Last weekend was a martial art mini-marathon. I started with 47 Ronin (2013), kind of an oddball. It's Hollywood samurai film with a great Japanese cast, and Keanu Reeves. It's a classic Japanese tale, and a Hong Kong style action fantasy. It was also a big commercial flop.
It's easy to understand. The idea was probably to apply the new wild action style to the cooler, formalistic Japanese cinema. Chushingura, the story of the 47 loyal masterless supporters, has been filmed many times in Japan (not to mention Kabuki and puppet plays), often in a cold, cerebral, interiorized style, like Mizoguchi's 1941 version. This time, they added an evil fox spirit, played by Rinko Kikuchi (Brother's Bloom, yay!), which isn't a problem - Mizuguchi's most famous film, Ugetsu, is a stone ghost story. It also adds half-Euro Keanu Reeves, who actually does pretty well - repressing all visible emotion like a good retainer. I think the director wanted to go this way, and it shows in some of the court scenes: beautiful costumes, geometric blocking, stately movement.
But then we get these fast-cutting CGI fight scenes. These are also fine - not great, but plenty of fun. They aren't really awkwardly inserted (although I guess the producers did jam them in against the director's wishes) - really they make the more stylized portions awkward.
Still, I rather liked this. It didn't hold up as well as, for example, The Sorcerer and the White Snake, which also made a classic tale in to an action film. But I didn't have a problem with it.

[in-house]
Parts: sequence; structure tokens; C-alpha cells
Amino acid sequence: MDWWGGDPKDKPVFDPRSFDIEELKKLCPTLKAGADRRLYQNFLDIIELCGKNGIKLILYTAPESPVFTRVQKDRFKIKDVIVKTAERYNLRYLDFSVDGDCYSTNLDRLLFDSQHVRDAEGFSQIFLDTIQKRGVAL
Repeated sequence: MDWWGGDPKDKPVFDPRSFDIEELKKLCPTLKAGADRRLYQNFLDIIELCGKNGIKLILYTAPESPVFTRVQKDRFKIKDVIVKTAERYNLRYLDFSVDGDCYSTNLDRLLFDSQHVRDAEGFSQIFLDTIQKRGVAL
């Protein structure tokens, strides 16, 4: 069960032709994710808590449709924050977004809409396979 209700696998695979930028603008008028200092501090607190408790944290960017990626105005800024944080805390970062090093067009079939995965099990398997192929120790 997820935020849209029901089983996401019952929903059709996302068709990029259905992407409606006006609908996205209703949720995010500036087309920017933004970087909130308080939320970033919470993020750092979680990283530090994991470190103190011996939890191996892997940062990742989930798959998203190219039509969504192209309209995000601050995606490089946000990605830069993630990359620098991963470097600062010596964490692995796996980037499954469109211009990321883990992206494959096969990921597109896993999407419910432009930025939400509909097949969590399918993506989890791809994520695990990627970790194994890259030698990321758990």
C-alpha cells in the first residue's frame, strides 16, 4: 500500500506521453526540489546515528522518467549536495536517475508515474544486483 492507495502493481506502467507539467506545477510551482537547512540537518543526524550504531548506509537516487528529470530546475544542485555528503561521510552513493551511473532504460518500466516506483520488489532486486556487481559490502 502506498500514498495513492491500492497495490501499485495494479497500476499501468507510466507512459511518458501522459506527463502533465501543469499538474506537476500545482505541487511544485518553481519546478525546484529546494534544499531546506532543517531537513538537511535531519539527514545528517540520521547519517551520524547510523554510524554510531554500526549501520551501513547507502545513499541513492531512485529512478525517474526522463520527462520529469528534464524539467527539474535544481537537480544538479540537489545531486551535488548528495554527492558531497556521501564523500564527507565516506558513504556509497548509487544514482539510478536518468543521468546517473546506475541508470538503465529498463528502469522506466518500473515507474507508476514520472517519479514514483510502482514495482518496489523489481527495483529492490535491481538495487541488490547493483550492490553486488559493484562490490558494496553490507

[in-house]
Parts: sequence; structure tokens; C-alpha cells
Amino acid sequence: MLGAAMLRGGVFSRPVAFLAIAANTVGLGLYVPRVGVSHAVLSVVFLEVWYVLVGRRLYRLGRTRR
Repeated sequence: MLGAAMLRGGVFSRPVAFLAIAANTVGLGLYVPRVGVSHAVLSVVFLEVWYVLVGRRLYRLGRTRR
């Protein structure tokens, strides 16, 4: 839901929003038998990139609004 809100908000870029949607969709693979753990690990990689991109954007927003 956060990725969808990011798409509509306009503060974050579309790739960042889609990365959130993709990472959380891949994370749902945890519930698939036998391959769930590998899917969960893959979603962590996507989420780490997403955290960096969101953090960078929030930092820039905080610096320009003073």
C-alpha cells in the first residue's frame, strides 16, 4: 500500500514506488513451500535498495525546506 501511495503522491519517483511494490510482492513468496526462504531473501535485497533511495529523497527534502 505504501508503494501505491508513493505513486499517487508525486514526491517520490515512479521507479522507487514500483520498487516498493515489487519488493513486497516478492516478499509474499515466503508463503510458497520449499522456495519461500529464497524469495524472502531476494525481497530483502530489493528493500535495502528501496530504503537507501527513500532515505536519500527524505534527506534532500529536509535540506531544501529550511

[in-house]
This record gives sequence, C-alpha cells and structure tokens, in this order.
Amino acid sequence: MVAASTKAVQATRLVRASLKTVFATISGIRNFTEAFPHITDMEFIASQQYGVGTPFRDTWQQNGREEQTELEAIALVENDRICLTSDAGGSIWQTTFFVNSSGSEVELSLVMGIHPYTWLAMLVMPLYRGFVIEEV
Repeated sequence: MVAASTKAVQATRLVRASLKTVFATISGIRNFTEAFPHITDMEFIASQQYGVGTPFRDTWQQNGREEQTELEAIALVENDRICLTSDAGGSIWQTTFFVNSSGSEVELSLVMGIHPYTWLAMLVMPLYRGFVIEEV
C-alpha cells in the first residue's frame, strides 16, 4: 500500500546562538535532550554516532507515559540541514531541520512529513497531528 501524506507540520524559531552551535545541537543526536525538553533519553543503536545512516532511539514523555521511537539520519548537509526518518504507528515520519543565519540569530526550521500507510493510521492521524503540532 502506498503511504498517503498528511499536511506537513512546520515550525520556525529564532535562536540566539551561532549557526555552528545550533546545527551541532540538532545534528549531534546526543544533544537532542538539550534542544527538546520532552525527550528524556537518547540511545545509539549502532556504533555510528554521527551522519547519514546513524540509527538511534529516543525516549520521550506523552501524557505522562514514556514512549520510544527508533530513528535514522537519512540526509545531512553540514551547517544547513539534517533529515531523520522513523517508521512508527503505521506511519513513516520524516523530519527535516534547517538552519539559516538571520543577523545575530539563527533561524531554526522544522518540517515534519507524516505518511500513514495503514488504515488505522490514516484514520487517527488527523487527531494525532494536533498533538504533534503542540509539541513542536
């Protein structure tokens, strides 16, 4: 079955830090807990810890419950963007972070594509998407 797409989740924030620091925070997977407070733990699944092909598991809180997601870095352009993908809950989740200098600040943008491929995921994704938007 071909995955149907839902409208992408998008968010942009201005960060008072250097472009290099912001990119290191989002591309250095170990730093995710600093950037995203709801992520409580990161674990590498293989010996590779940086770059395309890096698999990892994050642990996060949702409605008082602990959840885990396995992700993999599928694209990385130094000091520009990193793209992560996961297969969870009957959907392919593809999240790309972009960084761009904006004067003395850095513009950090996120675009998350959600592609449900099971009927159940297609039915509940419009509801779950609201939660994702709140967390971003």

Now, it was nowhere as good as classic Shaw Bros. For example, Legendary Weapons of China (1982). It features an evil cult who are trying to train their warriors to become bulletproof so they can fight the English. You know they are evil because training involves forcing students to gouge their own eyes out and tear off their own dangly bits. And shooting them to see if it worked. One master resigns in disgust, and the cult sends out assassins to take him out. But there are several imposters running around, including a bunch of mountebanks who pretend to have skills. So they go around faking fighting while the masters are faking really fighting (you know because it's a movie). So, a little comedy, eighteen legendary weapons (if you count "bare hands"), cool fights, everything you could want.
The Five Deadly Venoms (1978) is just as good. In this case, our evil cult isn't really evil or a cult - a kung fu master teaches styles based on poisonous creatures. He sends his last student to look up five previous students to make sure they aren't doing evil, like you might expect they would be. Like Legendary Weapons, the identity of the fighters is obscure until you see their patented style. There's some comedy but not as much as Weapons. But is Frog really a venous creature?
In conclusion, Hi-Keeba!